Winter is a key time in trying to get people re-housed. The conditions can be terrible – it’s cold, wet and the temperatures drop, which can be the difference between life and death for people on the street. We’ve currently got the Winter Night Shelter to try and get people indoors as much as possible during the colder months. 

1045

Arrived at Emmanuel House to meet with male from St James Street. He did not show, and his mobile went straight to voicemail so I left a message. Spoke to Kevin, a support worker at Emmanuel House, who passed on some information about a new possible rough sleeper who was evicted from his hostel due to assaulting a member of staff. I will need to update this on the SOT database on my return, and have advised Kevin to ask the male to make contact with us. 

An important part of this role involves building up a level of trust. You have to establish a good initial relationship but showing respect and listening to the person. A lot of homeless people have told me that one of the hardest things is that people simply don’t acknowledge or listen to them. Everybody is an individual, and has specific needs that we have to consider.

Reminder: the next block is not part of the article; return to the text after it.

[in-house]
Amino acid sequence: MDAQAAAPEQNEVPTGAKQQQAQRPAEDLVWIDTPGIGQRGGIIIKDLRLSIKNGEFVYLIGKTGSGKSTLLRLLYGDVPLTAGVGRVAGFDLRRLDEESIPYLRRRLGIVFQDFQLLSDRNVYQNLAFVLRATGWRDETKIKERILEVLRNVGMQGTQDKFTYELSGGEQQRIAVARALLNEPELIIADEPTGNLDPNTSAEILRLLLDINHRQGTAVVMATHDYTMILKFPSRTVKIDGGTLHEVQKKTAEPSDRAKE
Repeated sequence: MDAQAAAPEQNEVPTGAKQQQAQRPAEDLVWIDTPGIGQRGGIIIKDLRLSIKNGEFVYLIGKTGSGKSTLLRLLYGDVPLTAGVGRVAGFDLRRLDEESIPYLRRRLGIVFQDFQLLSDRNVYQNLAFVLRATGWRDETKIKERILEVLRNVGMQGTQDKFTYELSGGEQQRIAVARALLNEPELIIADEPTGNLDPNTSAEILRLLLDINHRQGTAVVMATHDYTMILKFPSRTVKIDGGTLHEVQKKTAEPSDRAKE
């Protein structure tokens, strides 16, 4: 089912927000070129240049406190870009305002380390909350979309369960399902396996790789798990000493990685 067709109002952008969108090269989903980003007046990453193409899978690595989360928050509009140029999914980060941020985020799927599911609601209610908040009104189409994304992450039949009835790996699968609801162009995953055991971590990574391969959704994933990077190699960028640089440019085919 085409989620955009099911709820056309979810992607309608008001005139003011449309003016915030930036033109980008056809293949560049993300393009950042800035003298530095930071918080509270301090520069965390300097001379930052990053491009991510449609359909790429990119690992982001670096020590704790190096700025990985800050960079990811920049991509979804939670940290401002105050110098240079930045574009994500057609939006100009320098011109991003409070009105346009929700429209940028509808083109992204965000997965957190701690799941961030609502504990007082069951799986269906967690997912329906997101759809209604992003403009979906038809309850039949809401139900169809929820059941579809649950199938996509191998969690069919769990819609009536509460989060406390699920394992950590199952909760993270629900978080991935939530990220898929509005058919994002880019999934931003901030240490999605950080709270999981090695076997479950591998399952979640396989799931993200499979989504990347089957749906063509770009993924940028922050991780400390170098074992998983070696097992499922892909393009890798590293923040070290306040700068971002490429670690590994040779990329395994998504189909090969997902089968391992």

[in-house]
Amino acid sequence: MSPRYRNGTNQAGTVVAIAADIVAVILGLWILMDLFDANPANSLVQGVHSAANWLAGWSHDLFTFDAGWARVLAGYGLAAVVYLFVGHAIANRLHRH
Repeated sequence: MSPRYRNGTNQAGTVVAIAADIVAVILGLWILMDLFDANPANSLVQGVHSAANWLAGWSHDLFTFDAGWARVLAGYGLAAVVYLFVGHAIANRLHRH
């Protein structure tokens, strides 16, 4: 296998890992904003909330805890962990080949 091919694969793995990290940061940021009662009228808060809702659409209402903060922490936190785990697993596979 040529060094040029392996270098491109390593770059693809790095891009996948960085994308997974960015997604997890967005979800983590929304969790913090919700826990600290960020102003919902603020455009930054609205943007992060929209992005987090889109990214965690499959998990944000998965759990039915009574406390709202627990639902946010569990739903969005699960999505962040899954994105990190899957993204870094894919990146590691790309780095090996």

1200

Approached by an ex-resident from London Road. He wants me to contact Opportunity Nottingham on his behalf to be re-referred. He is accommodated, but needs some support with his benefits and medication. Returned to the office to triage the male I had assessed earlier to Housing Aid and arrange for a Personal Housing Plan to be completed over the phone. I will support him with this tomorrow afternoon, as he does not have access to a mobile phone.  

People need to understand that anybody can become homeless, and it’s often really simple things that they need when it comes to support. Things like getting a bank account, or an ID. It’s all about making little steps. It’s about engaging with people and trying to get them the help they need, whether that’s with drug or alcohol issues, or accommodation, or anything else that will help them get to where they want to be.